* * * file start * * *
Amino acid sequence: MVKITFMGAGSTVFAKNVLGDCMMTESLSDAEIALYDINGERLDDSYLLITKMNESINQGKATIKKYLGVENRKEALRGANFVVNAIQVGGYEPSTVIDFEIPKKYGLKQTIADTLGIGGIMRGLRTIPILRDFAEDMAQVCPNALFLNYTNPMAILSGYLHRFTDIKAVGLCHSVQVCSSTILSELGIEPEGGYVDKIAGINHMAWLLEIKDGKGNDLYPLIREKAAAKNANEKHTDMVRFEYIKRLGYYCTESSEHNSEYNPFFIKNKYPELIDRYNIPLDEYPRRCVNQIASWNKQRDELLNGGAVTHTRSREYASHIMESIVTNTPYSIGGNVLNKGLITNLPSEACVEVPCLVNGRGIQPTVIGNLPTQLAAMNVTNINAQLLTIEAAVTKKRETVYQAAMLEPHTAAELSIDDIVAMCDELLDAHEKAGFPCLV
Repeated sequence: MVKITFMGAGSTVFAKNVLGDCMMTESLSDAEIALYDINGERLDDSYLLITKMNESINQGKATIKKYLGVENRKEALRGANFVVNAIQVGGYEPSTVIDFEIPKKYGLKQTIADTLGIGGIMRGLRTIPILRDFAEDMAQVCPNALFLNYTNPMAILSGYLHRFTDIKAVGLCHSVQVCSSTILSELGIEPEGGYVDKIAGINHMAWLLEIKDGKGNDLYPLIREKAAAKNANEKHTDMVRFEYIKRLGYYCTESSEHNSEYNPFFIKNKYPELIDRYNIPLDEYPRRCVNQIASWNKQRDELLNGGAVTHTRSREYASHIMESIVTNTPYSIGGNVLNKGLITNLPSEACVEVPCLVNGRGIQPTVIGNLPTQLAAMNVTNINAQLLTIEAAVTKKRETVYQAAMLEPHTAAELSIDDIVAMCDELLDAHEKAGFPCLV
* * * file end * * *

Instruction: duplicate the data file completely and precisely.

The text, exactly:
Amino acid sequence: MVKITFMGAGSTVFAKNVLGDCMMTESLSDAEIALYDINGERLDDSYLLITKMNESINQGKATIKKYLGVENRKEALRGANFVVNAIQVGGYEPSTVIDFEIPKKYGLKQTIADTLGIGGIMRGLRTIPILRDFAEDMAQVCPNALFLNYTNPMAILSGYLHRFTDIKAVGLCHSVQVCSSTILSELGIEPEGGYVDKIAGINHMAWLLEIKDGKGNDLYPLIREKAAAKNANEKHTDMVRFEYIKRLGYYCTESSEHNSEYNPFFIKNKYPELIDRYNIPLDEYPRRCVNQIASWNKQRDELLNGGAVTHTRSREYASHIMESIVTNTPYSIGGNVLNKGLITNLPSEACVEVPCLVNGRGIQPTVIGNLPTQLAAMNVTNINAQLLTIEAAVTKKRETVYQAAMLEPHTAAELSIDDIVAMCDELLDAHEKAGFPCLV
Repeated sequence: MVKITFMGAGSTVFAKNVLGDCMMTESLSDAEIALYDINGERLDDSYLLITKMNESINQGKATIKKYLGVENRKEALRGANFVVNAIQVGGYEPSTVIDFEIPKKYGLKQTIADTLGIGGIMRGLRTIPILRDFAEDMAQVCPNALFLNYTNPMAILSGYLHRFTDIKAVGLCHSVQVCSSTILSELGIEPEGGYVDKIAGINHMAWLLEIKDGKGNDLYPLIREKAAAKNANEKHTDMVRFEYIKRLGYYCTESSEHNSEYNPFFIKNKYPELIDRYNIPLDEYPRRCVNQIASWNKQRDELLNGGAVTHTRSREYASHIMESIVTNTPYSIGGNVLNKGLITNLPSEACVEVPCLVNGRGIQPTVIGNLPTQLAAMNVTNINAQLLTIEAAVTKKRETVYQAAMLEPHTAAELSIDDIVAMCDELLDAHEKAGFPCLV